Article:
Lady Egeria’s Itinerarium is the earliest account of a pilgrimage to the Holy Land known to date. Written in the late 4th century, it minutely describes how the Holy Cross’ relic was already taken out in procession on Good Friday in her day and age. Numbers 74 and 75, The Veneration of the Cross, read as follows:

Then a chair is placed for the bishop in Golgotha behind the Cross, which is now standing; the bishop duly takes his seat in the chair, and a table covered with a linen cloth is placed before him; the deacons stand round the table, and a silver-gilt casket is brought in which is the holy wood of the Cross. The casket is opened and (the wood) is taken out, and both the wood of the Cross and the title are placed upon the table. Now, when it has been put upon the table, the bishop, as he sits, holds the extremities of the sacred wood firmly in his hands, while the deacons who stand around guard it. It is guarded thus because the custom is that the people, both faithful and catechumens, come one by one and, bowing down at the table, kiss the sacred wood and pass through. And because, I know not when, someone is said to have bitten off and stolen a portion of the sacred wood, it is thus guarded by the deacons who stand around, lest anyone approaching should venture to do so again.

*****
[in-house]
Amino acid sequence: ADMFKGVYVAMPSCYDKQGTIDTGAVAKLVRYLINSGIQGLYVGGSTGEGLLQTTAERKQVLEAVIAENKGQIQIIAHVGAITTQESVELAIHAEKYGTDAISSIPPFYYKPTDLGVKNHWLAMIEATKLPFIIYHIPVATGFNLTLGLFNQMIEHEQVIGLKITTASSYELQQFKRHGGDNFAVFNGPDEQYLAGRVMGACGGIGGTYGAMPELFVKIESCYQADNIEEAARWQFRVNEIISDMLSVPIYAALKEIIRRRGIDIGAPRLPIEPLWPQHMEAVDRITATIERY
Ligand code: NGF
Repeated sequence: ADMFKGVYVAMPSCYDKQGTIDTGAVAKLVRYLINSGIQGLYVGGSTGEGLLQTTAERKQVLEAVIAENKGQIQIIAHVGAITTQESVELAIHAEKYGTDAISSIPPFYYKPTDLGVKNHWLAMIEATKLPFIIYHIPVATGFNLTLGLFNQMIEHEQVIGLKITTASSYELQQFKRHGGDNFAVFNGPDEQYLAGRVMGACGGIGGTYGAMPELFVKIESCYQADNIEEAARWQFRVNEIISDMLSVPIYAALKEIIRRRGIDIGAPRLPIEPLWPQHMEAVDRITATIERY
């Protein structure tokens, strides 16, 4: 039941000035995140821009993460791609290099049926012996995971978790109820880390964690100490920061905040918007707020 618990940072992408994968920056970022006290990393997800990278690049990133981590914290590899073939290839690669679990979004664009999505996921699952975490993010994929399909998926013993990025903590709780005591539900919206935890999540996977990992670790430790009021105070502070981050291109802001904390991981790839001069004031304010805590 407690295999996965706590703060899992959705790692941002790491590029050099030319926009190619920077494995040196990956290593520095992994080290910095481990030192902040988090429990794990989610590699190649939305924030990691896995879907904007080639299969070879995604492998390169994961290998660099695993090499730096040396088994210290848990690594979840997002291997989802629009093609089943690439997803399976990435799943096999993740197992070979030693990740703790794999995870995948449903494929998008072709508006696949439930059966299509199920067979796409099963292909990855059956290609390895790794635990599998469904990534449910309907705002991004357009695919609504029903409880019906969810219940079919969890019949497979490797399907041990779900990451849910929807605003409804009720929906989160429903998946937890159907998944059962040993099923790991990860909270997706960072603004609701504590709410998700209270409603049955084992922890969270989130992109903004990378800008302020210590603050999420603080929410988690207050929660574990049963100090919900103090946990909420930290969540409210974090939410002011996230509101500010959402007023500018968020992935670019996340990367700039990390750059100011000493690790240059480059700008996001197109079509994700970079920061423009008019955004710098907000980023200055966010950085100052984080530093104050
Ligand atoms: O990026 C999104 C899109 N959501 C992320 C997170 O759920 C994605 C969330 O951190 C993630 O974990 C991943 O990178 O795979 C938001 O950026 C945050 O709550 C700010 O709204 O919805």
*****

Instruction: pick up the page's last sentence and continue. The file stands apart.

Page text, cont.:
The Cross arrives in Europe

While the relic was kept in Jerusalem, fragments of it had already arrived in Europe as early as the 5th century, as in the case of the famous monastery of the Holy Cross in Poitiers, France. But the biggest fragment of the Holy Cross’ relic was taken to Spain, from Jerusalem (or from Rome, according to others), by Saint Turibius of Astorga.

Tradition claims that after Turibius’ death, his relics and those of the cross were taken to a monastery in Liébana (the Monastery of Santo Toribio of Liébana), where the relic is still kept and venerated today. Other versions explain that the cross was moved from Astorga to Liébana much later, in the 8th century, to keep it safe from Muslim invaders.

But, again, this is not the only fragment of the True Cross kept in Spain. The other is the noted Cruz de Caravaca.